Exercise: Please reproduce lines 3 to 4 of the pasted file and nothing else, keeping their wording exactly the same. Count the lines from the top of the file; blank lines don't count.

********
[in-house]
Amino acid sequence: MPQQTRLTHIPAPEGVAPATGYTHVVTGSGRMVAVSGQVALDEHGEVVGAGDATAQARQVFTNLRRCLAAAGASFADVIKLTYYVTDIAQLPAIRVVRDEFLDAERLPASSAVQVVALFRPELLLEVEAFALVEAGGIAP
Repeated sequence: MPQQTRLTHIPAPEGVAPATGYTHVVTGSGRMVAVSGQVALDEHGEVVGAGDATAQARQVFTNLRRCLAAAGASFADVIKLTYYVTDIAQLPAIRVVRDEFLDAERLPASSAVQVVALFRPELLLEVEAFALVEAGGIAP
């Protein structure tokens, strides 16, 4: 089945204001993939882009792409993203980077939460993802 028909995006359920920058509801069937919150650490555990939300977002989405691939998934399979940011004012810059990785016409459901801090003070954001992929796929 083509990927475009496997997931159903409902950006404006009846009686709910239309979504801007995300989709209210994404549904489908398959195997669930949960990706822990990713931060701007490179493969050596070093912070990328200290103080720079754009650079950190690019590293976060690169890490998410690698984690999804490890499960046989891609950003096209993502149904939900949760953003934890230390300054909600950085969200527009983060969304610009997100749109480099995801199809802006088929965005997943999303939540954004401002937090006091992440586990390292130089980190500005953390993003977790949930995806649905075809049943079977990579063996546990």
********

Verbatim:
Repeated sequence: MPQQTRLTHIPAPEGVAPATGYTHVVTGSGRMVAVSGQVALDEHGEVVGAGDATAQARQVFTNLRRCLAAAGASFADVIKLTYYVTDIAQLPAIRVVRDEFLDAERLPASSAVQVVALFRPELLLEVEAFALVEAGGIAP
């Protein structure tokens, strides 16, 4: 089945204001993939882009792409993203980077939460993802 028909995006359920920058509801069937919150650490555990939300977002989405691939998934399979940011004012810059990785016409459901801090003070954001992929796929 083509990927475009496997997931159903409902950006404006009846009686709910239309979504801007995300989709209210994404549904489908398959195997669930949960990706822990990713931060701007490179493969050596070093912070990328200290103080720079754009650079950190690019590293976060690169890490998410690698984690999804490890499960046989891609950003096209993502149904939900949760953003934890230390300054909600950085969200527009983060969304610009997100749109480099995801199809802006088929965005997943999303939540954004401002937090006091992440586990390292130089980190500005953390993003977790949930995806649905075809049943079977990579063996546990």